What is Community Privacy? and who has the right of disposal?

Yesterday, there was a conference titled “Communique19” at SITM (Symbiosis Institute of Telecom Management) , Pune.  (SITM is incidentally renaming itself more appropriately as Symbiosis Institute of Digital and Telecom management or SIDTM). The conference amongst other things discussed the Personal Data Protection Bill and the above photograph shows the panel members.

The panel as seen above consisted of (From Left to Right) Mr Satish Dwibashi of Wibmo.com, Mr Neeral Arora, Advocate and Forensic Expert, Dr Sriram of DSCI, Mr Venkata Satish Guttula of Rediff, as well as me and Mr Sridhar Sidhu of Wells Fargo.

While discussing the issues, I highlighted the differences between GDPR and PDPB/PDPA. I have explained the differences many times in this website and hence I am not going to repeat it and  will take up another point for discussion.

During the discussion which also raised the issue of  the “Data Governance Framework”, I highlighted the formation of the new Kris Gopalakrishna committee and the background in which the committee was formed.

I may recall my earlier article/s in which I had made a mention of “Community Privacy” as a concept which had been referred to by Justice Srikrishna in his report. I take this opportunity to explain what could be one instance of the “Community Privacy” which is reflected in the above photograph.

I, like other participants in the panel signed off a permission to SITM that any photographs taken during the session could be used by SITM in social media etc. This is pretty much what happens in every conference, though ICO, UK started the practice of giving a notice that such photographs may be considered as not violating the privacy of the individual.

The above photograph however has been uploaded by me here because I was one of the participants in the panel. However, in the process, I might have violated the wishes of any of the other participants who might have liked to keep the photograph out of view of the visitors of Naavi.org. Though the panelists might have given the permission to SITM and SITM has placed it in public domain and I have also sought permission from these gentlemen, it is not clear if they have consented for this publication.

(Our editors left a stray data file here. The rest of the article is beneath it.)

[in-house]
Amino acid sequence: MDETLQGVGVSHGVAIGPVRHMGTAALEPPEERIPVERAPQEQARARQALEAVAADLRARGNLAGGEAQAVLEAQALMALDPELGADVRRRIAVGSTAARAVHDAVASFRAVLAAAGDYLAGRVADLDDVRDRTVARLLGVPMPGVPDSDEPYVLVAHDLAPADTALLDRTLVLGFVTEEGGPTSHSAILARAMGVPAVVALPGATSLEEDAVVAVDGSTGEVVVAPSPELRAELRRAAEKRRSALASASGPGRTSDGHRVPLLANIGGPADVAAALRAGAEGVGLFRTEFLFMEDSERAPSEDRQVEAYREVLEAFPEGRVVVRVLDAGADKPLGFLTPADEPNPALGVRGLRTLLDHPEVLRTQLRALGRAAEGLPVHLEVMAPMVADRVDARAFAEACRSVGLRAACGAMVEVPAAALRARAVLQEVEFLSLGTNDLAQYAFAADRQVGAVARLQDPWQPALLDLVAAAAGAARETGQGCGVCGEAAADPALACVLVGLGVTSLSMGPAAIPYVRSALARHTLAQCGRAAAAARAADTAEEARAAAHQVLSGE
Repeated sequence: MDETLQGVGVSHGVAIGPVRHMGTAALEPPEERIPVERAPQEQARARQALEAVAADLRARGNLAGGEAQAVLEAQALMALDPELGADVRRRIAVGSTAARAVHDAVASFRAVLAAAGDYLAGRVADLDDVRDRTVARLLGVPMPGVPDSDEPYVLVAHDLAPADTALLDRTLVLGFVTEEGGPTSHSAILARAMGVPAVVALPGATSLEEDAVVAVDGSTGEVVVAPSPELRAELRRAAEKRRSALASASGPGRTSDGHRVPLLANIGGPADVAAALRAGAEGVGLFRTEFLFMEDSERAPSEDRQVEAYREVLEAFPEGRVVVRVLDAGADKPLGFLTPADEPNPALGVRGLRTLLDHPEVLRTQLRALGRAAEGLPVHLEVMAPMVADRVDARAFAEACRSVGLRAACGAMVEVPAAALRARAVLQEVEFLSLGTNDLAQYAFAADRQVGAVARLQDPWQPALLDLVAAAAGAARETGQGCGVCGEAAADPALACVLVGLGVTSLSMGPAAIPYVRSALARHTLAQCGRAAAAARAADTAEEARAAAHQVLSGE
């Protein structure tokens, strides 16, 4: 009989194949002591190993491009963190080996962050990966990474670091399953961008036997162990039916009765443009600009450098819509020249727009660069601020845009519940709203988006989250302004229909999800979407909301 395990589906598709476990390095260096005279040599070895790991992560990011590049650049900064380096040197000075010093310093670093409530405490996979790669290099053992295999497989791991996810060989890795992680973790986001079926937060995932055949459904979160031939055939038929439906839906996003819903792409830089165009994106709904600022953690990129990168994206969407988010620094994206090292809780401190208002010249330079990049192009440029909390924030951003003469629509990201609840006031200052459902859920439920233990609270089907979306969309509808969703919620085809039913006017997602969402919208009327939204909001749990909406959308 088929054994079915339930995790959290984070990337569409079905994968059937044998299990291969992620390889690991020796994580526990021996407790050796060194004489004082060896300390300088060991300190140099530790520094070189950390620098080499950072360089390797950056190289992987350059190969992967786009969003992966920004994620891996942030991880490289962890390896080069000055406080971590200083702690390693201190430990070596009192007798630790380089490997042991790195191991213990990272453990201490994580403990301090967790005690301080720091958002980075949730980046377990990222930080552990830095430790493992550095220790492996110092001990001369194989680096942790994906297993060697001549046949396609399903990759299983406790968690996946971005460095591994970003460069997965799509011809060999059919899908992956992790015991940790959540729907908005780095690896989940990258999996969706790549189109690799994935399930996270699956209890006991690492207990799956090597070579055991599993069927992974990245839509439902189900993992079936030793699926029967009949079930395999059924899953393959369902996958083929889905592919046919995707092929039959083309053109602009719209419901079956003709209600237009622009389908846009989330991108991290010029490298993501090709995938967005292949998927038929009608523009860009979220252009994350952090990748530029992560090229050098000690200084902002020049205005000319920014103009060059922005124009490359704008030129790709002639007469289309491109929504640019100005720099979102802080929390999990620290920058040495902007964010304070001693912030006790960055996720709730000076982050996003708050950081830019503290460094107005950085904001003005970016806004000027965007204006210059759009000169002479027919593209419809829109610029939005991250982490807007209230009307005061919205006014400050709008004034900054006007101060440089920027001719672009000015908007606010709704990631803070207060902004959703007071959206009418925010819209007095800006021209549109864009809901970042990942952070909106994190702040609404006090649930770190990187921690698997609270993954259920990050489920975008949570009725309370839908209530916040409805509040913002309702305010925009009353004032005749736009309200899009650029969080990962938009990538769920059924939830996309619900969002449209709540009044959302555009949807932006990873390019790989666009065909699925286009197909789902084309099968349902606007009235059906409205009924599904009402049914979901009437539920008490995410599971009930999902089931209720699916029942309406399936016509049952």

This is a classic example of how data of one person becomes the “Shared Data” of another person due to the context in which the personal data is generated and the decision of the other person to share it according to his wishes could be a point of contention.

This is what Justice Srikrishna indicated as “Community Privacy Issue” for which PDPB/A (nor any other law like GDPR) has provided an explanation. He suggested that the Government may consider a new regulation for this purpose.

If Kris Gopalakrishna Committee (KGC) takes a cue from the preamble in the circular indicating the formation of the Committee and interprets the terms of reference that such “Community Data” is “Non Personal Data”, it may include community data as part of its discussion and declare it as part of the “Big Data” or provide another intermediary status to such “Community Data”.